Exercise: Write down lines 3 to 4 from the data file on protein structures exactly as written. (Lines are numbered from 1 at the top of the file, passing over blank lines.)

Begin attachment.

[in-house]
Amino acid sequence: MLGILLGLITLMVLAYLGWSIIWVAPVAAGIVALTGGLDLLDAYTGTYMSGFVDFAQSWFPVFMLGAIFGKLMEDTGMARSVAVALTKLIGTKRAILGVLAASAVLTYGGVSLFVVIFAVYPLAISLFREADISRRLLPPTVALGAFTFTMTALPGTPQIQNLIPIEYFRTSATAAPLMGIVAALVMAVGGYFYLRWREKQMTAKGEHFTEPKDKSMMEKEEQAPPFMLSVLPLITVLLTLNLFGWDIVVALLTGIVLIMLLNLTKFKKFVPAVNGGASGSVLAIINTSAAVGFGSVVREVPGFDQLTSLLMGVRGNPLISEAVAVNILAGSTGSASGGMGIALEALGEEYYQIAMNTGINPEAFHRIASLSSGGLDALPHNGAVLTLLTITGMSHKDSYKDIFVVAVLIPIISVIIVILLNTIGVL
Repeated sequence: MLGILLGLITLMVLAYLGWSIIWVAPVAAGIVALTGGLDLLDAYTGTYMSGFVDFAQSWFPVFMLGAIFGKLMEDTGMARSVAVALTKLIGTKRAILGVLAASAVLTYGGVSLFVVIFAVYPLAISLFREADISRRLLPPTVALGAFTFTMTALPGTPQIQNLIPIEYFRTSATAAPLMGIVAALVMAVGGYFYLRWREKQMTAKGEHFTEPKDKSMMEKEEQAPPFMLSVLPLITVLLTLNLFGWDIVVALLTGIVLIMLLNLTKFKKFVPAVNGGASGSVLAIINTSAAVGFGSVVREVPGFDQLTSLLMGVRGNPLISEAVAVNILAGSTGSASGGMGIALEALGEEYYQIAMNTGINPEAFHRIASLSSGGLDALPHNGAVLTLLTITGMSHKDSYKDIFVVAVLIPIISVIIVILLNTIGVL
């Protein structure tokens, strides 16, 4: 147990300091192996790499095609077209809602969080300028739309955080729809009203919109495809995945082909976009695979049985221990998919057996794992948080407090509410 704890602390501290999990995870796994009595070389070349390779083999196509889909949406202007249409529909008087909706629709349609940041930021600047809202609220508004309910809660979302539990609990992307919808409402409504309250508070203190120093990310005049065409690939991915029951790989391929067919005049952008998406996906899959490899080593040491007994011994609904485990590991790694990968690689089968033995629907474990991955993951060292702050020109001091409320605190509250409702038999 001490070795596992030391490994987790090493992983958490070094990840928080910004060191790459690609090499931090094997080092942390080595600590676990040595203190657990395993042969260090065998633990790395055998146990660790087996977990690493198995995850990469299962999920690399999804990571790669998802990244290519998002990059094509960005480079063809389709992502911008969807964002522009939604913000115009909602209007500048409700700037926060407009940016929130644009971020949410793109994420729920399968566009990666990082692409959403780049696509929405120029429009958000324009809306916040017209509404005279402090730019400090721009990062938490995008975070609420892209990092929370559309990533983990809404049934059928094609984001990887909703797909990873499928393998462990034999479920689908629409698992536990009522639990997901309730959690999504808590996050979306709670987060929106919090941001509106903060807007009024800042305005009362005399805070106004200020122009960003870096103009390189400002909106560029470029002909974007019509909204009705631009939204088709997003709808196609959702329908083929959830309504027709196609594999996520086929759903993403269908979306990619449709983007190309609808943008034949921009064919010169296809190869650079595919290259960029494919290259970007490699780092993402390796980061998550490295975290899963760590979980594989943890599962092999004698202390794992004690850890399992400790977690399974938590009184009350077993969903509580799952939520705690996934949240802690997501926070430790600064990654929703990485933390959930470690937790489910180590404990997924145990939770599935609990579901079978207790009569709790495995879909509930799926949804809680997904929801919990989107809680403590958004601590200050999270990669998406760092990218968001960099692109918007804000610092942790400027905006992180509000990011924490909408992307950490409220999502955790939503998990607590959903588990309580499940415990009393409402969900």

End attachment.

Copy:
Repeated sequence: MLGILLGLITLMVLAYLGWSIIWVAPVAAGIVALTGGLDLLDAYTGTYMSGFVDFAQSWFPVFMLGAIFGKLMEDTGMARSVAVALTKLIGTKRAILGVLAASAVLTYGGVSLFVVIFAVYPLAISLFREADISRRLLPPTVALGAFTFTMTALPGTPQIQNLIPIEYFRTSATAAPLMGIVAALVMAVGGYFYLRWREKQMTAKGEHFTEPKDKSMMEKEEQAPPFMLSVLPLITVLLTLNLFGWDIVVALLTGIVLIMLLNLTKFKKFVPAVNGGASGSVLAIINTSAAVGFGSVVREVPGFDQLTSLLMGVRGNPLISEAVAVNILAGSTGSASGGMGIALEALGEEYYQIAMNTGINPEAFHRIASLSSGGLDALPHNGAVLTLLTITGMSHKDSYKDIFVVAVLIPIISVIIVILLNTIGVL
């Protein structure tokens, strides 16, 4: 147990300091192996790499095609077209809602969080300028739309955080729809009203919109495809995945082909976009695979049985221990998919057996794992948080407090509410 704890602390501290999990995870796994009595070389070349390779083999196509889909949406202007249409529909008087909706629709349609940041930021600047809202609220508004309910809660979302539990609990992307919808409402409504309250508070203190120093990310005049065409690939991915029951790989391929067919005049952008998406996906899959490899080593040491007994011994609904485990590991790694990968690689089968033995629907474990991955993951060292702050020109001091409320605190509250409702038999 001490070795596992030391490994987790090493992983958490070094990840928080910004060191790459690609090499931090094997080092942390080595600590676990040595203190657990395993042969260090065998633990790395055998146990660790087996977990690493198995995850990469299962999920690399999804990571790669998802990244290519998002990059094509960005480079063809389709992502911008969807964002522009939604913000115009909602209007500048409700700037926060407009940016929130644009971020949410793109994420729920399968566009990666990082692409959403780049696509929405120029429009958000324009809306916040017209509404005279402090730019400090721009990062938490995008975070609420892209990092929370559309990533983990809404049934059928094609984001990887909703797909990873499928393998462990034999479920689908629409698992536990009522639990997901309730959690999504808590996050979306709670987060929106919090941001509106903060807007009024800042305005009362005399805070106004200020122009960003870096103009390189400002909106560029470029002909974007019509909204009705631009939204088709997003709808196609959702329908083929959830309504027709196609594999996520086929759903993403269908979306990619449709983007190309609808943008034949921009064919010169296809190869650079595919290259960029494919290259970007490699780092993402390796980061998550490295975290899963760590979980594989943890599962092999004698202390794992004690850890399992400790977690399974938590009184009350077993969903509580799952939520705690996934949240802690997501926070430790600064990654929703990485933390959930470690937790489910180590404990997924145990939770599935609990579901079978207790009569709790495995879909509930799926949804809680997904929801919990989107809680403590958004601590200050999270990669998406760092990218968001960099692109918007804000610092942790400027905006992180509000990011924490909408992307950490409220999502955790939503998990607590959903588990309580499940415990009393409402969900």